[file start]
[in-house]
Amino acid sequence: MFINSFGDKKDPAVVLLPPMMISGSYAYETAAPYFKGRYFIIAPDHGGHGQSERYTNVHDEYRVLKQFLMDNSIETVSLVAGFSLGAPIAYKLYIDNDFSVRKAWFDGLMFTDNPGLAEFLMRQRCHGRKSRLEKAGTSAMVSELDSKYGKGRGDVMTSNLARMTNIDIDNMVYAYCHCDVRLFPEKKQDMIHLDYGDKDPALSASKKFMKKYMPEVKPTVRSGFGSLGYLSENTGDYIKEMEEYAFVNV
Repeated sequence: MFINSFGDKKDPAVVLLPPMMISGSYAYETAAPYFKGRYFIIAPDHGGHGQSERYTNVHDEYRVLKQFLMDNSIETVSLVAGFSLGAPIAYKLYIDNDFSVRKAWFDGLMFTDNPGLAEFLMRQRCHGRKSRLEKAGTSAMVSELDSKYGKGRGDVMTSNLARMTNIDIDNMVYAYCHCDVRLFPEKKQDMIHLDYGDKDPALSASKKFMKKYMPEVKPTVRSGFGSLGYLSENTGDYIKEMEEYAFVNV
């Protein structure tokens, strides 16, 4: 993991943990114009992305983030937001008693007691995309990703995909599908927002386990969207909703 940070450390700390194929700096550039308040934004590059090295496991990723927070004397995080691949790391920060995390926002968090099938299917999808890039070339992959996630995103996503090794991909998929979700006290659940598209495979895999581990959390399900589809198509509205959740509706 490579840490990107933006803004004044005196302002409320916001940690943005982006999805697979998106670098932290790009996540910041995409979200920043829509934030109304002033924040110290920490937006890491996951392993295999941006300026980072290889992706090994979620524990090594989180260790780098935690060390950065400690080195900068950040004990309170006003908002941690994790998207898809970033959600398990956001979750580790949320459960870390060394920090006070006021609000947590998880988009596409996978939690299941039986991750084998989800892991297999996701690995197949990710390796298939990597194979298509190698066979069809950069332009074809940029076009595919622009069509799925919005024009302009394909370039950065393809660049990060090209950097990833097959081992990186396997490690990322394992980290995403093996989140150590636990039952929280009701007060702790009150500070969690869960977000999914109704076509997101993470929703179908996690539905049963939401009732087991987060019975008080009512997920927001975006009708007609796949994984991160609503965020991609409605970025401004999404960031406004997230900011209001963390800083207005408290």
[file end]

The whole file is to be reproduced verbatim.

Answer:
[in-house]
Amino acid sequence: MFINSFGDKKDPAVVLLPPMMISGSYAYETAAPYFKGRYFIIAPDHGGHGQSERYTNVHDEYRVLKQFLMDNSIETVSLVAGFSLGAPIAYKLYIDNDFSVRKAWFDGLMFTDNPGLAEFLMRQRCHGRKSRLEKAGTSAMVSELDSKYGKGRGDVMTSNLARMTNIDIDNMVYAYCHCDVRLFPEKKQDMIHLDYGDKDPALSASKKFMKKYMPEVKPTVRSGFGSLGYLSENTGDYIKEMEEYAFVNV
Repeated sequence: MFINSFGDKKDPAVVLLPPMMISGSYAYETAAPYFKGRYFIIAPDHGGHGQSERYTNVHDEYRVLKQFLMDNSIETVSLVAGFSLGAPIAYKLYIDNDFSVRKAWFDGLMFTDNPGLAEFLMRQRCHGRKSRLEKAGTSAMVSELDSKYGKGRGDVMTSNLARMTNIDIDNMVYAYCHCDVRLFPEKKQDMIHLDYGDKDPALSASKKFMKKYMPEVKPTVRSGFGSLGYLSENTGDYIKEMEEYAFVNV
């Protein structure tokens, strides 16, 4: 993991943990114009992305983030937001008693007691995309990703995909599908927002386990969207909703 940070450390700390194929700096550039308040934004590059090295496991990723927070004397995080691949790391920060995390926002968090099938299917999808890039070339992959996630995103996503090794991909998929979700006290659940598209495979895999581990959390399900589809198509509205959740509706 490579840490990107933006803004004044005196302002409320916001940690943005982006999805697979998106670098932290790009996540910041995409979200920043829509934030109304002033924040110290920490937006890491996951392993295999941006300026980072290889992706090994979620524990090594989180260790780098935690060390950065400690080195900068950040004990309170006003908002941690994790998207898809970033959600398990956001979750580790949320459960870390060394920090006070006021609000947590998880988009596409996978939690299941039986991750084998989800892991297999996701690995197949990710390796298939990597194979298509190698066979069809950069332009074809940029076009595919622009069509799925919005024009302009394909370039950065393809660049990060090209950097990833097959081992990186396997490690990322394992980290995403093996989140150590636990039952929280009701007060702790009150500070969690869960977000999914109704076509997101993470929703179908996690539905049963939401009732087991987060019975008080009512997920927001975006009708007609796949994984991160609503965020991609409605970025401004999404960031406004997230900011209001963390800083207005408290």